Friday, August 6, 2010

The Pathfinder | C-6 First Part






Seen from an altitude where Boeings and Airbuses glide through the sky, the unobtrusive bend at the tip of Bicutan appears impressive despite its unfinished state. It is the terminus of a road less-traveled: a back-door passage in the making to the already congested arteries of a sprawling metropolis. How it was conceived may have been lost to memory. Its final completion remains to be known. What exist at the present is a portion of the circumferential road that will connect the two major expressways linking the capital to the rest of Luzon.

Known as the Bulacan-Rizal-Manila-Cavite Regional Expressway or C-6 to those who have passed along its two-lane stretch, the circumferential road would serve as a beltway for buses and trucks going to the north and south of the country. C-6 would bypass Metro Manila by slithering through the outskirts of the city. Its Northernmost entry point would be in Marilao Bulacan and its Southernmost end point would be at the heart of Cavite City - just across the city hall. However, much of the cityside would have to be torn down and paved with asphalt or even blood before the two major expressways get to meet. There will always be the issue of right of way, of communities being uprooted, and even the bidding of road construction will always be a powder keg for corruption.

How I learned of this new circumferential road was already lost in memory. Like its creation, I cannot recall whether it was at the SONA of the ex-president where she made reference to its construction as a measure of progress, or was it in Wikimapia where its muddy vein first appeared. Suffice to say, the discovery sparked the old flame for finding new passageways. I was pouring over maps since I was a kid. But the critical mass to embark on an expedition was still lacking. How can I enjoy the view without someone to share it with? The desire took a backseat until such time I started stalking a blog that struck a chord with my inner nature.

Determined to discover the new circumferential road the blogger wrote. I followed his directions until I found myself at the exact spot where the end of the road gives way to wide open spaces.








On my way home, a trigger made me remember the map that gave birth to the pathfinder in me. It was a colored illustration of Manila. The city landmarks were drawn in isometric view. I remember the Quezon Memorial Circle, the rotund Araneta Coliseum and the surrounding Cubao Commercial Center, the names of hills that make up the Sierra Madre Range east of Pasig, the glitzy Ayala Avenue lined with buildings that are now derelict compared to new office towers.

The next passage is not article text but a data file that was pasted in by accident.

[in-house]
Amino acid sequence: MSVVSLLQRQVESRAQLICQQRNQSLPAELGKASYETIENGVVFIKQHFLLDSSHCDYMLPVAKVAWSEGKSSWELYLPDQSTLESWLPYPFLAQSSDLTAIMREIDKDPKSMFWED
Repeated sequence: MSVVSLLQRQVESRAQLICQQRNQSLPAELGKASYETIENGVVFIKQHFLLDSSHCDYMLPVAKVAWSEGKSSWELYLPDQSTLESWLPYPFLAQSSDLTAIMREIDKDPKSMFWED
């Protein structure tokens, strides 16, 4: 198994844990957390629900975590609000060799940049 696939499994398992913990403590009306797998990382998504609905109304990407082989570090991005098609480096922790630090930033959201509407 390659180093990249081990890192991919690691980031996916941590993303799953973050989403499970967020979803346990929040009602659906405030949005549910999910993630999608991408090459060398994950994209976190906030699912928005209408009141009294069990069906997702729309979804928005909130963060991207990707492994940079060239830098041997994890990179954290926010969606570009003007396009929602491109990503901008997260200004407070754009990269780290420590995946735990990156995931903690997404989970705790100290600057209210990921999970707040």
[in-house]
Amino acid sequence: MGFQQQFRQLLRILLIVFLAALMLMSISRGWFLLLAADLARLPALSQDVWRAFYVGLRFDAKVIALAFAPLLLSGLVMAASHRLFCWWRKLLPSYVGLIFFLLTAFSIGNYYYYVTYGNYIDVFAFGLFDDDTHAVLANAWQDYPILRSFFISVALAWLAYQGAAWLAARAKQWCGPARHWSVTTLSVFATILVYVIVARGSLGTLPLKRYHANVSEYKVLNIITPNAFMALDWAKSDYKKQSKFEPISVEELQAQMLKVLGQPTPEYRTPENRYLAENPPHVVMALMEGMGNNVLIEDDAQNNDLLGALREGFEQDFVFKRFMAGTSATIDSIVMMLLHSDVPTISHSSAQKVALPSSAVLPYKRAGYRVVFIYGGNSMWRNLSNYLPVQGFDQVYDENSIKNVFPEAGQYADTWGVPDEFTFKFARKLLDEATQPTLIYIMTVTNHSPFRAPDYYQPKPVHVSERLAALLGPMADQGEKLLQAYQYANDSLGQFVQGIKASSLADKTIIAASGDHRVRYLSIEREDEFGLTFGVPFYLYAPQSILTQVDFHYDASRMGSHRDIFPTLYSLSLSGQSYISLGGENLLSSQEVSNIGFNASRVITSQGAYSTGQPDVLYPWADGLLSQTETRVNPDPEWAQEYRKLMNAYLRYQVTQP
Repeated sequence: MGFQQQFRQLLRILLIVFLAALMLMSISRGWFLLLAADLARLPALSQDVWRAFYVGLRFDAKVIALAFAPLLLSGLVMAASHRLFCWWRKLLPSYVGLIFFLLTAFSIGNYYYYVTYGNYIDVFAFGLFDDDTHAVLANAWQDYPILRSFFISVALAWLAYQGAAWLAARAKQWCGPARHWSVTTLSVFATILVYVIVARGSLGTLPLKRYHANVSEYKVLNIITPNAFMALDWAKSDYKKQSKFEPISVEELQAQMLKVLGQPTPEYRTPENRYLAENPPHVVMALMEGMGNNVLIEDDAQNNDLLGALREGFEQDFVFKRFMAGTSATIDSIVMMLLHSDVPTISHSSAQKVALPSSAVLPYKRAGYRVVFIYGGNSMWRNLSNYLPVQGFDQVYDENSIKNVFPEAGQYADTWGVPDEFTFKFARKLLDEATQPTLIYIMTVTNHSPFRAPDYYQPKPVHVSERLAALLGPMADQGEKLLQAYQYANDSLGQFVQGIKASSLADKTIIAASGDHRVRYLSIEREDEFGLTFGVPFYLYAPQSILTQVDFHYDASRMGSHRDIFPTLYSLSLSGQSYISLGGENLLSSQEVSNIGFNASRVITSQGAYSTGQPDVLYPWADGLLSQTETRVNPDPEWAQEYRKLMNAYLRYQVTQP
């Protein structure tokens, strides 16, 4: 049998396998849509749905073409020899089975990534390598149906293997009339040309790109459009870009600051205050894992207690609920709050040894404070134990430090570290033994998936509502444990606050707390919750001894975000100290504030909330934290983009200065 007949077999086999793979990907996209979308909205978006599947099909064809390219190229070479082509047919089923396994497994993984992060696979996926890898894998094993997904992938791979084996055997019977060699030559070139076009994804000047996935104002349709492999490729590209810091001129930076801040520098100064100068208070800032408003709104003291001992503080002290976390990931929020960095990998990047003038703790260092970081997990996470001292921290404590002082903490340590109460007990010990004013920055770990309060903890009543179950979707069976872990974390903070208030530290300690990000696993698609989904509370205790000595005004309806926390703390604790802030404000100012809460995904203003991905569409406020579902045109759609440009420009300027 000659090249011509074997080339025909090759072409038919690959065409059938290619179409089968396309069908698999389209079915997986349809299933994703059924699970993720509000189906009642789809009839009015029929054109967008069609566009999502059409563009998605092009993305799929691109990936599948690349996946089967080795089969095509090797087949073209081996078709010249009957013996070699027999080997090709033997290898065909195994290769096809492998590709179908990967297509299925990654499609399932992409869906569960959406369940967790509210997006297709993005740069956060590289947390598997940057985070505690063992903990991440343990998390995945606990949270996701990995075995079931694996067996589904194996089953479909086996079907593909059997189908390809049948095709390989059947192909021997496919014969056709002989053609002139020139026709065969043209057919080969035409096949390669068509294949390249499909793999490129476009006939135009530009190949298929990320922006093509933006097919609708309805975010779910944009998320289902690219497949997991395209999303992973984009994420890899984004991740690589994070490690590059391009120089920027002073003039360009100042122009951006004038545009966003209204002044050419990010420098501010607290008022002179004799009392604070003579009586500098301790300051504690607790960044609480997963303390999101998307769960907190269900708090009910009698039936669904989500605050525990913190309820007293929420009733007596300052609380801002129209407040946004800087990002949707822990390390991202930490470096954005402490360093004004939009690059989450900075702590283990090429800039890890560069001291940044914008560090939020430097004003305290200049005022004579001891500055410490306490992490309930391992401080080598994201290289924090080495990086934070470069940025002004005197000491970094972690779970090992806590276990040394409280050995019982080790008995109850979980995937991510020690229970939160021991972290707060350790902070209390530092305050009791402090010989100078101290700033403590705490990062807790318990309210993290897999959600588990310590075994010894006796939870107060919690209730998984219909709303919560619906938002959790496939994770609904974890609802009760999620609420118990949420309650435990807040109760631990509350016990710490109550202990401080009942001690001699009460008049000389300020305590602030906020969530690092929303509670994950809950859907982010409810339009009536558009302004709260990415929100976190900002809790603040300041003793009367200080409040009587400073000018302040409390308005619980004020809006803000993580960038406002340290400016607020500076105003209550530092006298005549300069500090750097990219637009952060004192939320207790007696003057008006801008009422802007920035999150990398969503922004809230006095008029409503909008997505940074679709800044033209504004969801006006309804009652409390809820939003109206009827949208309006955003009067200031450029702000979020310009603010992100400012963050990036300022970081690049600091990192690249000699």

It was a city map laid out in my grandfather's home office. I remember tracing with my little finger the roads that lead to certain destinations: Edsa begins in Taft Avenue and ends in Monumento. Marikina was still a flood plain and so was Cainta and Taytay. There was still no mention of Fairview and the edge of Commonwealth Avenue was the Iglesia ni Cristo Central Chapel. Manila then is Manila now, except the city is cluttered by too many skyrise condominiums sprouting like mushrooms every year. The map was lost to oblivion, but it served its purpose well. The next thing I knew, I was beginning to pay attention to jeepney signs and their destinations.


I would discover these places myself many years later.


-tobecontinued-





9 comments:

Alterjon said...

see those houses beyond? I live there. no, seriously.

COLORBLIND said...

delightfully haunting. one for a coffee table book. pag nakompleto mo ang six installments pa-publish natin. financiers anyone? :)

red the mod said...

Because being a pathfinder affords us that sense of control, of knowing our way around things, of comprehending the landscape of our consciousness if only for the immediate physical landscape. But moreso, because we long to find our way, to understand, to discover order, and to have direction and a destination.

That's why I love commuting, and equally so, getting lost in the urban fabric.

Yas Jayson said...

boyscout! :D

Désolé Boy said...

you're not real, yes? haha

anyway, sometimes to appreciate things, you have to take a few steps backwards, so that when you look closer again, things would be different. and then you'll find yourself in awe of the beauty you once ignored.

=)

Icy Flame said...

I read about this in Wikipedia and I'm raring to see this completed. Dadaan ata 'to sa area namin sa Cavite eh. =)

demonyito said...

fishpond ba yan sa pic?
i guess C6 eased up the EDSA traffic quite a bit?

Mu[g]en said...

Icy Flame:

It would take decades before it reaches yours. Ganon talaga ang usad ng progress sa Pinas.

Desole Boy:

Fiction much? Lolz. That is the moral of the story. There's a difference between what you see online and what can be offered when you dare see the spot in person.

Yas:

Pinagplanuhan. ;)

Mu[g]en said...

Soltero:

It's Laguna De Bay. Hehehe. C6 will bypass C5 and Edsa. Di mo alam kung saan yung C5 no? Lolz.

Red:

You absolutely hit the spot my friend. :)

Colorblind:

Haha. I don't have the skills to create a coffeetable book. Red can do the commissioned work better.

Alterjon:

So you're from that Breeze Subdivision?